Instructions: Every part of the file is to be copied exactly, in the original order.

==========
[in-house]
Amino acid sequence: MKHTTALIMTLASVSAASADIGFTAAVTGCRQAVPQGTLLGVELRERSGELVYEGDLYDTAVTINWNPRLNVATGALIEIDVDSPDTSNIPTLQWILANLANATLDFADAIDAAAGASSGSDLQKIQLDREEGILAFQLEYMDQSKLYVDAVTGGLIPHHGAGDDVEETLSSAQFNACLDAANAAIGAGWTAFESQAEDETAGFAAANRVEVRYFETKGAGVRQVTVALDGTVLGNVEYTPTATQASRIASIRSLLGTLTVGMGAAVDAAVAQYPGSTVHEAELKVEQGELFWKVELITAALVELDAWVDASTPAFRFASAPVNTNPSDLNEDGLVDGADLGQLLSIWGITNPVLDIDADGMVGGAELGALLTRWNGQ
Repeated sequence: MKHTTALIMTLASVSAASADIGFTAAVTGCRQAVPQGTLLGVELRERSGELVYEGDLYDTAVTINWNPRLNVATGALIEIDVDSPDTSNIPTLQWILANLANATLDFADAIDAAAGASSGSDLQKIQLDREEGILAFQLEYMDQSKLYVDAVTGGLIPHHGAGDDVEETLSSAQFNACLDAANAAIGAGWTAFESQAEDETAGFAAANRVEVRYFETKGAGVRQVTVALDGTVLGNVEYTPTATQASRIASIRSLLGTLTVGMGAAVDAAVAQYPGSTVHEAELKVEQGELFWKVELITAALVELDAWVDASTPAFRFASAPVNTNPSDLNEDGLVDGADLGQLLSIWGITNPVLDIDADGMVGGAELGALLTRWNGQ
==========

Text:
[in-house]
Amino acid sequence: MKHTTALIMTLASVSAASADIGFTAAVTGCRQAVPQGTLLGVELRERSGELVYEGDLYDTAVTINWNPRLNVATGALIEIDVDSPDTSNIPTLQWILANLANATLDFADAIDAAAGASSGSDLQKIQLDREEGILAFQLEYMDQSKLYVDAVTGGLIPHHGAGDDVEETLSSAQFNACLDAANAAIGAGWTAFESQAEDETAGFAAANRVEVRYFETKGAGVRQVTVALDGTVLGNVEYTPTATQASRIASIRSLLGTLTVGMGAAVDAAVAQYPGSTVHEAELKVEQGELFWKVELITAALVELDAWVDASTPAFRFASAPVNTNPSDLNEDGLVDGADLGQLLSIWGITNPVLDIDADGMVGGAELGALLTRWNGQ
Repeated sequence: MKHTTALIMTLASVSAASADIGFTAAVTGCRQAVPQGTLLGVELRERSGELVYEGDLYDTAVTINWNPRLNVATGALIEIDVDSPDTSNIPTLQWILANLANATLDFADAIDAAAGASSGSDLQKIQLDREEGILAFQLEYMDQSKLYVDAVTGGLIPHHGAGDDVEETLSSAQFNACLDAANAAIGAGWTAFESQAEDETAGFAAANRVEVRYFETKGAGVRQVTVALDGTVLGNVEYTPTATQASRIASIRSLLGTLTVGMGAAVDAAVAQYPGSTVHEAELKVEQGELFWKVELITAALVELDAWVDASTPAFRFASAPVNTNPSDLNEDGLVDGADLGQLLSIWGITNPVLDIDADGMVGGAELGALLTRWNGQ